Shoulder arthritis results from damage or wear to the cartilage in the shoulder joint. If left untreated, shoulder arthritis can become very painful and interfere with your ability to perform daily tasks. If shoulder arthritis affects your life, a Penn orthopaedic specialist can restore your mobility and relieve your pain.
- Osteoarthritis: The most common type of shoulder arthritis, which occurs as a result of overuse or aging
- Rheumatoid arthritis: An autoimmune disease in which the body attacks the joints and joint tissues, causing inflammation and damage in the shoulder
- Post-traumatic arthritis: Inflammation and joint damage caused by an injury to the shoulder joint
View our orthopaedic doctors who specialize in treating shoulder arthritis
Shoulder Arthritis Symptoms
Symptoms of shoulder arthritis can vary, depending upon the severity of your condition. Symptoms may include:
- Grinding, popping or cracking of the shoulder joint
- Pain that disrupts your sleep
- Pain that occurs during activity or motion
- Tenderness in the shoulder joint area
- Stiffness and swelling
Diagnosing Shoulder Arthritis
To diagnose shoulder arthritis, a Penn orthopaedic specialist evaluates your symptoms, examines your shoulder and arm, asks about any recent injuries or underlying conditions and takes a full medical history. Typically, X-Rays or advanced imaging of the affected shoulder will be obtained to aid in making the correct diagnosis.
Each patient’s treatment plan is specific to their diagnosis, personal needs and goals for treatment.
Shoulder Arthritis Treatment
Penn orthopaedic specialists emphasize a conservative approach to treating shoulder arthritis through nonsurgical techniques, when possible. Many people find that their pain and function greatly improve through simple, noninvasive therapies.
Nonsurgical treatments for shoulder arthritis include:
- Activity modification
- Anti-inflammatory medications
- Corticosteroid injection into the shoulder joint
- Gentle range-of-motion exercises/physical therapy
- Icing or applying heat to the shoulder joint
If these methods do not offer enough relief, surgery may be recommended to treat your shoulder arthritis. We perform the latest surgical techniques for the treatment of shoulder arthritis. Your physician will discuss these options with you.
Surgery for Shoulder Arthritis
If your pain and discomfort do not get better through more conservative treatments, surgery may be your best option. Our orthopaedic surgeons are highly skilled in the latest advancements in surgical treatment to help restore your range of motion and relieve your pain. We helped pioneer many shoulder surgery techniques, including total shoulder replacement and advanced arthroscopy techniques.
Depending on the type and severity of your shoulder arthritis, your surgeon may recommend one or more of the following surgeries:
Total Shoulder Replacement
If your arthritis is severe, you may require a total shoulder replacement. A conventional shoulder replacement device replaces the normal anatomy of the shoulder. A plastic prosthetic cup is fitted onto the shoulder socket, and a metal ball is attached to the top of the humerus.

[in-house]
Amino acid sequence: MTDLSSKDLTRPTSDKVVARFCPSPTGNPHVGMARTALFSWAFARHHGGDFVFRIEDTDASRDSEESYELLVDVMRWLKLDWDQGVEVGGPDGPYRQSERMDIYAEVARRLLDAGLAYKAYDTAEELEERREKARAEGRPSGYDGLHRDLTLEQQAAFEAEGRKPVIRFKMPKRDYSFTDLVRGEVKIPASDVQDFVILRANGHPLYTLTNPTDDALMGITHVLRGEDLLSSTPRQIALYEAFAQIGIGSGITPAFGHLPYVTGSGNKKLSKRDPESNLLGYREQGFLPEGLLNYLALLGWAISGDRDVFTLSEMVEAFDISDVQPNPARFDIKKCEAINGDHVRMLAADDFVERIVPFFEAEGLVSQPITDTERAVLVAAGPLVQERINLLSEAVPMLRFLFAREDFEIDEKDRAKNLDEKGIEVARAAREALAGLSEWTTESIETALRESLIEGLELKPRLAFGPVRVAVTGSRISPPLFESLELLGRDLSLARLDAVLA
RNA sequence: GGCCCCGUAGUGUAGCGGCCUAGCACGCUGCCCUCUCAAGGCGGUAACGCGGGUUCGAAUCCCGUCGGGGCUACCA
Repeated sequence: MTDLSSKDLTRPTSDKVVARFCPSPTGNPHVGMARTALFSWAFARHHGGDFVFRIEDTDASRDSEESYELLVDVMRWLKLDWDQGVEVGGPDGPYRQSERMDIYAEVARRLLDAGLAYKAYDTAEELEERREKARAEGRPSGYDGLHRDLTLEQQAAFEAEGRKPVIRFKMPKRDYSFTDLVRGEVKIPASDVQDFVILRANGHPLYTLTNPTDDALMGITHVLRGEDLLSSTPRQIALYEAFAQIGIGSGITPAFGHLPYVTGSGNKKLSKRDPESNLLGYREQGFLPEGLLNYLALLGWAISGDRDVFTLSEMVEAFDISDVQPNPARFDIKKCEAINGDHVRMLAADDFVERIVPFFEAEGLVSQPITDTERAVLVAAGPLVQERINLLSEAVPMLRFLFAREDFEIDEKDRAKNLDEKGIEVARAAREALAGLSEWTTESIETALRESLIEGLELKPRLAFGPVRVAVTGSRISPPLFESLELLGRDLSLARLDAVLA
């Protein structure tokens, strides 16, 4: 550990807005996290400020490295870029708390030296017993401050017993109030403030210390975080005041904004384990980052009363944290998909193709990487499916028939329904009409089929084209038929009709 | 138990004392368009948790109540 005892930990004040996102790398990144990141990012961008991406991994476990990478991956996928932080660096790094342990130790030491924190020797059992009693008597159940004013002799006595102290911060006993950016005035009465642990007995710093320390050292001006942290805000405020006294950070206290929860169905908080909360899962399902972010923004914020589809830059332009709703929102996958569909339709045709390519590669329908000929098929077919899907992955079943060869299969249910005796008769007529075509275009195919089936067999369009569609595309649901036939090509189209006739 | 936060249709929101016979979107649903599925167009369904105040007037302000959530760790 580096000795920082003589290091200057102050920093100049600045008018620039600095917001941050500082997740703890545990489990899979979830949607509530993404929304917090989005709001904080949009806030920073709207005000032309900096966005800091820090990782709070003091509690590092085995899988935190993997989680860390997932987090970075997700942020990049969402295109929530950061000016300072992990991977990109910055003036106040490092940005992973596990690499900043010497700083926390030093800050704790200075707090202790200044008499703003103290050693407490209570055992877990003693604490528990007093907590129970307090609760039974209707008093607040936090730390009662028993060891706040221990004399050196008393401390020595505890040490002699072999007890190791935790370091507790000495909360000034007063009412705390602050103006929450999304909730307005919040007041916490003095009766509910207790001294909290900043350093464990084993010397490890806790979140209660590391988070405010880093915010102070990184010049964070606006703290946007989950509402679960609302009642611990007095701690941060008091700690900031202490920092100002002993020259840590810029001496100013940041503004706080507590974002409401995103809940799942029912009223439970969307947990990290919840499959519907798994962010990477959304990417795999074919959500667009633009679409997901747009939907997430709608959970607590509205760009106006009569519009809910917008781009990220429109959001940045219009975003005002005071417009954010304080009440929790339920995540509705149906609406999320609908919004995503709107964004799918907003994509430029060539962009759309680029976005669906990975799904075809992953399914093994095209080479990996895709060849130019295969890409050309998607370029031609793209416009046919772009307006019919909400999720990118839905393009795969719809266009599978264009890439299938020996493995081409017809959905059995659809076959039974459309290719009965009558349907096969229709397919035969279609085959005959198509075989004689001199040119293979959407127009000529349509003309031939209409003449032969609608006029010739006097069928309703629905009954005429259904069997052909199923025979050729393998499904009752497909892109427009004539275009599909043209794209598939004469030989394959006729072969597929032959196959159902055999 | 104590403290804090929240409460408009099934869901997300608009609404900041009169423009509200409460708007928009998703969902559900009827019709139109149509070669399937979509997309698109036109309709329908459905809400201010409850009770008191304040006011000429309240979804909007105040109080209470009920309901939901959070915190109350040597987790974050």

Patients who receive a total shoulder replacement experience an improved quality of life, restored function and relief of pain.
Reverse Total Shoulder Replacement
In a reverse total shoulder replacement, the socket and the metal ball are switched. The metal ball is fixed to the socket, and the cup is attached to the humerus.
Reverse total shoulder replacements are beneficial for individuals who suffer from shoulder arthritis. Individuals who undergo a reverse total shoulder replacement experience reduced pain, restored function and greater range of motion.
Advanced Arthroscopic Techniques
Arthroscopic techniques refer to procedures in which an orthopaedic surgeon makes a small incision in the skin and then inserts a thin instrument called an arthroscope. The arthroscope contains a small lens and light that allows surgeons to see the structures inside the shoulder joint. Using tiny instruments, they are able to remove damaged arthritic tissues.
These minimally invasive techniques allow for quicker recovery times, less pain and improved outcomes. They are typically used for individuals with less advanced arthritis.
Shoulder Ligament Reconstruction
At Penn, orthopaedic surgeons perform shoulder ligament reconstruction on many patients whose arthritis has caused damage to the ligaments in their shoulder.
We use arthroscopic techniques to perform ligament reconstruction. We are highly skilled in our ability to repair ligaments and other soft tissues to improve functionality.
By strengthening and repairing ligaments that have been damaged, patients experience greater function, less pain and improved quality of life.
Shoulder Arthritis Surgery Recovery
After surgery, your arm and shoulder will be in a sling for approximately four to six weeks. Your doctor will recommend that you get plenty of rest during this time.
From day one, your surgeon will work with you on specific range-of-motion exercises to regain mobility without damaging the shoulder while it heals.
View patient resources for recovery after shoulder surgery
Personalized Rehabilitation Programs for Shoulder Arthritis
Recovery from shoulder arthritis surgery is different for everyone, taking anywhere from several weeks to months. Penn physical therapists, orthopaedic specialists and pain management specialists create your recovery plan based on the severity of your arthritis condition and the type of surgery you had.
Your treatment does not end with your surgery: We offer ongoing follow-up care that ensures you regain maximum mobility and function. You should speak with your surgeon about what recovery might involve for your particular condition.